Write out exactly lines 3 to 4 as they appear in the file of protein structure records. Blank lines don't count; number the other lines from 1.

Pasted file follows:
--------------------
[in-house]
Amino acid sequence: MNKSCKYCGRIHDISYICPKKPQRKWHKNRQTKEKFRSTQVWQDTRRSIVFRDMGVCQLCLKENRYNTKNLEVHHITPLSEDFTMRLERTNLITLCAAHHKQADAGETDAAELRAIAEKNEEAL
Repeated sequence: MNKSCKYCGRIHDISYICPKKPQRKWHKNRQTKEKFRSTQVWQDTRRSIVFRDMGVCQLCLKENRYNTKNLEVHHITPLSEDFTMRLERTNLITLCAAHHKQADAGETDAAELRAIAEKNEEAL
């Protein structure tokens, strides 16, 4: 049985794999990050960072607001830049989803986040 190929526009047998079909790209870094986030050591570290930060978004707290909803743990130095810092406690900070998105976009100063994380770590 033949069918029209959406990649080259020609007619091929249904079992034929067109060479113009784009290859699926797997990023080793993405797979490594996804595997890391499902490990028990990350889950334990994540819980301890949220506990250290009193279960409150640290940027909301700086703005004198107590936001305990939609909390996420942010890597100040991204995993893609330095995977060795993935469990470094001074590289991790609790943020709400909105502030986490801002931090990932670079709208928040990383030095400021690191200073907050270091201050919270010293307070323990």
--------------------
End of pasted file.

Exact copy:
Repeated sequence: MNKSCKYCGRIHDISYICPKKPQRKWHKNRQTKEKFRSTQVWQDTRRSIVFRDMGVCQLCLKENRYNTKNLEVHHITPLSEDFTMRLERTNLITLCAAHHKQADAGETDAAELRAIAEKNEEAL
């Protein structure tokens, strides 16, 4: 049985794999990050960072607001830049989803986040 190929526009047998079909790209870094986030050591570290930060978004707290909803743990130095810092406690900070998105976009100063994380770590 033949069918029209959406990649080259020609007619091929249904079992034929067109060479113009784009290859699926797997990023080793993405797979490594996804595997890391499902490990028990990350889950334990994540819980301890949220506990250290009193279960409150640290940027909301700086703005004198107590936001305990939609909390996420942010890597100040991204995993893609330095995977060795993935469990470094001074590289991790609790943020709400909105502030986490801002931090990932670079709208928040990383030095400021690191200073907050270091201050919270010293307070323990």